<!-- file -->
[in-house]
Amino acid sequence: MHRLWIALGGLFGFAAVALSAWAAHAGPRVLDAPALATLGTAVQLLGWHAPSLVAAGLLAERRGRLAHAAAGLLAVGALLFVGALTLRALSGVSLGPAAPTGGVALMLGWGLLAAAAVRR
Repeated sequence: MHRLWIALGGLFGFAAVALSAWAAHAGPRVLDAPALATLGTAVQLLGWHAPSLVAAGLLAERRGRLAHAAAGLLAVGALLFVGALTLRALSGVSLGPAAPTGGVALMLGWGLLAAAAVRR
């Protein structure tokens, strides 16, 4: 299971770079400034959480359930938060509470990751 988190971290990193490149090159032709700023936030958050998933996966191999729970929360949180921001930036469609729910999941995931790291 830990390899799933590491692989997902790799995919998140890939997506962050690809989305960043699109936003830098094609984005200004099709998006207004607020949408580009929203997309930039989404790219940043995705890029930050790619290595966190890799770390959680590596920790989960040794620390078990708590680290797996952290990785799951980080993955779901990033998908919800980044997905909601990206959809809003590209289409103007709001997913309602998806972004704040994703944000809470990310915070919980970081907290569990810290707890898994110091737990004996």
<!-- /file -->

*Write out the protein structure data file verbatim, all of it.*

[in-house]
Amino acid sequence: MHRLWIALGGLFGFAAVALSAWAAHAGPRVLDAPALATLGTAVQLLGWHAPSLVAAGLLAERRGRLAHAAAGLLAVGALLFVGALTLRALSGVSLGPAAPTGGVALMLGWGLLAAAAVRR
Repeated sequence: MHRLWIALGGLFGFAAVALSAWAAHAGPRVLDAPALATLGTAVQLLGWHAPSLVAAGLLAERRGRLAHAAAGLLAVGALLFVGALTLRALSGVSLGPAAPTGGVALMLGWGLLAAAAVRR
């Protein structure tokens, strides 16, 4: 299971770079400034959480359930938060509470990751 988190971290990193490149090159032709700023936030958050998933996966191999729970929360949180921001930036469609729910999941995931790291 830990390899799933590491692989997902790799995919998140890939997506962050690809989305960043699109936003830098094609984005200004099709998006207004607020949408580009929203997309930039989404790219940043995705890029930050790619290595966190890799770390959680590596920790989960040794620390078990708590680290797996952290990785799951980080993955779901990033998908919800980044997905909601990206959809809003590209289409103007709001997913309602998806972004704040994703944000809470990310915070919980970081907290569990810290707890898994110091737990004996």